Amma Asante’s second film as director, and like A United Kingdom based on real events, Belle is about Dido Elizabeth Belle (Gugu Mbatha-Raw), a young woman of mixed race who is brought up by her aristocratic uncle, despite being given the cold shoulder due to her heritage and being made to feel subservient to her cousin/sister. Elsewhere, a controversial court case takes place regarding the apparent murder of a large group of transported slaves for insurance purposes and Dido/Belle soon takes an interest, developing a relationship with the young, principled, aspiring lawyer John Davinier (Sam Reid)
At the centre of the film is Gugu Mbatha-Raw and she is wonderful here in her breakthrough role (though I still remember when she broke onto screens as Tish Jones in Doctor Who). Dido/Belle is such a wonderful character; she is noticeably intelligent, brave, compassionate and strong willed despite being made to feel second class due to her mixed race and Mbatha-Raw is perfect in the role, conveying so much emotion with her expressive eyes and generally being pitch perfect in all regards.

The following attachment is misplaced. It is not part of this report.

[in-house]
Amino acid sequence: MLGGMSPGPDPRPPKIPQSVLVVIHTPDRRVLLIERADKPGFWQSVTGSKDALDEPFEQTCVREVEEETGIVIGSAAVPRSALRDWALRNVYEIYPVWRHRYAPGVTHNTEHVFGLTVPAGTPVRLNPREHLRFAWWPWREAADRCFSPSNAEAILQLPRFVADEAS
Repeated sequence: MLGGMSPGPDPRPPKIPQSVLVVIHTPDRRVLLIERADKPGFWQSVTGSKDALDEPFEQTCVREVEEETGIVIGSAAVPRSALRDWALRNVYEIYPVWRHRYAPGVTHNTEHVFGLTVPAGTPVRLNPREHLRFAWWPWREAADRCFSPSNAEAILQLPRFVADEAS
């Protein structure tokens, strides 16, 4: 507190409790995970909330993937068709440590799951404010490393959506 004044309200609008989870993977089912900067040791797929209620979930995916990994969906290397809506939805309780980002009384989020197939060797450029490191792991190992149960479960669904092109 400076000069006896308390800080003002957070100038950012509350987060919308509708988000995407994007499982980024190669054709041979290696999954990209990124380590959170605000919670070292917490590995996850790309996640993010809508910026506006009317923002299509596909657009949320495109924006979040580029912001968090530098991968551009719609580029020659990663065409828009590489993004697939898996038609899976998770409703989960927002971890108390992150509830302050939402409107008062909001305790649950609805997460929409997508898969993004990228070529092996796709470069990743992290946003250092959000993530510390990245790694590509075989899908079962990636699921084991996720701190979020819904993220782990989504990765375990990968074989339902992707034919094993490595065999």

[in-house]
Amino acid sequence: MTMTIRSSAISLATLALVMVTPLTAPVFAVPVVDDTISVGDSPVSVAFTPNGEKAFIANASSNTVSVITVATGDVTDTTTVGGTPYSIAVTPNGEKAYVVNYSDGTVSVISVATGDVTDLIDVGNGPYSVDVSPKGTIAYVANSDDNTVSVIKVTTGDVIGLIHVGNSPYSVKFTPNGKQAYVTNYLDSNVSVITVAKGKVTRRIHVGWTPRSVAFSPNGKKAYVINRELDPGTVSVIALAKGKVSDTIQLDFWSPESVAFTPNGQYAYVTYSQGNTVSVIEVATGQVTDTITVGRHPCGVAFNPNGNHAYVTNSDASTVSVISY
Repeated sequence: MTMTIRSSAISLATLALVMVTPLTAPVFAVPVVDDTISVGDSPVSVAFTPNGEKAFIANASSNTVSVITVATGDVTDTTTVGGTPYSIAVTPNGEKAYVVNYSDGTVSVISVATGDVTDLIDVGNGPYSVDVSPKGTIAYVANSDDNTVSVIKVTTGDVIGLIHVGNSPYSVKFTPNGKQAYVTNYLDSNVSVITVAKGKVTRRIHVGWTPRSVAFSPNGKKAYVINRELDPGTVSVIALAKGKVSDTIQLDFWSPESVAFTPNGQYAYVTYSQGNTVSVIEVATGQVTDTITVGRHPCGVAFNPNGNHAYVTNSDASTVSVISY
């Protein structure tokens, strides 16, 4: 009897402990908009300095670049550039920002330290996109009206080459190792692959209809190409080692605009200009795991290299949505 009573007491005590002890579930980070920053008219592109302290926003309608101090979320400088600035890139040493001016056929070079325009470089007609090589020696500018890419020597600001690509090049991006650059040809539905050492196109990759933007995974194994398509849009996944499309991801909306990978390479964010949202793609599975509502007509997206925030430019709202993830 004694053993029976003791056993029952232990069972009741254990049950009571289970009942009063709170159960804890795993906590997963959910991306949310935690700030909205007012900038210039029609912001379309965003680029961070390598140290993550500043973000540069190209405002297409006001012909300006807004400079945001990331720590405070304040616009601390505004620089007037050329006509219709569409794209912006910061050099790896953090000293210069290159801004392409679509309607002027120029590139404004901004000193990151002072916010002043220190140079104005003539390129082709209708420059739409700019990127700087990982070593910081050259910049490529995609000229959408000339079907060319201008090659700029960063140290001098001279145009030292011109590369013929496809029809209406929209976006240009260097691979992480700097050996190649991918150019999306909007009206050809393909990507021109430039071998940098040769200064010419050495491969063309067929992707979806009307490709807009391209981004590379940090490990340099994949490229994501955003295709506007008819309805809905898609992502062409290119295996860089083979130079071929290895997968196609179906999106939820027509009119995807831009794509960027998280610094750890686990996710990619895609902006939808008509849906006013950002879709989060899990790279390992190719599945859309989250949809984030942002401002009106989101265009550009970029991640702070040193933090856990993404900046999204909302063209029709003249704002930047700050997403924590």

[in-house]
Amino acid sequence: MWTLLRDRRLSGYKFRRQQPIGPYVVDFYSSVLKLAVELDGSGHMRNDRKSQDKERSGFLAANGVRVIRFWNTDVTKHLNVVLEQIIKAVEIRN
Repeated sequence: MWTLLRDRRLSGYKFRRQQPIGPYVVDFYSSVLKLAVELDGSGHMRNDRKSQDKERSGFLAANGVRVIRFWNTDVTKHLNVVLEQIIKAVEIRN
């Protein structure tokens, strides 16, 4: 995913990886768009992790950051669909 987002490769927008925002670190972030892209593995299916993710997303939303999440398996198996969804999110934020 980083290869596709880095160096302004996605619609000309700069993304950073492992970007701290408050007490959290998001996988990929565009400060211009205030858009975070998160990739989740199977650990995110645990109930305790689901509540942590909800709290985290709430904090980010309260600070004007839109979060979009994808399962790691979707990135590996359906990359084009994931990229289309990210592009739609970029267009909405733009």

The film also boasts a very strong supporting cast that includes Tom Wilkinson, Miranda Richardson, James Norton and Tom Felton (apparently an Asante favourite, appearing in both this and A United Kingdom!) and ultimately, there isn’t a single weak performance to be found in Belle; the strong ensemble cast gives the film a particularly strong foundation. Belle is also directed very well, it is lavishly designed and Rachel Portman’s score is majestic and affecting.
Even though the film is based on a true story and was intended to be something of a historical account of Britain’s first mixed race aristocrat, exploring important themes of racial inequality, Belle actuallly seems like more of a Jane Austen adaptation and throughout the film, I could not get over how Austen-esque it all was (with a bit of Dickens thrown in at the end for the court scene). For the majority, Belle seemed like more of a literary adaptation than as an historical piece, due to its central romance (Mr. Davinier reminding me so much of Emma‘s Mr. Knightley), general atmosphere and its brutish, snarling antagonists. While this is in no way a criticism, as the film was still very enjoyable and with an engaging story, I don’t think that Belle can really be taken seriously as an historical account, due to its overwhelming melodrama and theatricality.
It’s actually interesting that I called out A United Kingdom for being hammy and melodramatic in places whereas in this film, it all seems appropriately placed.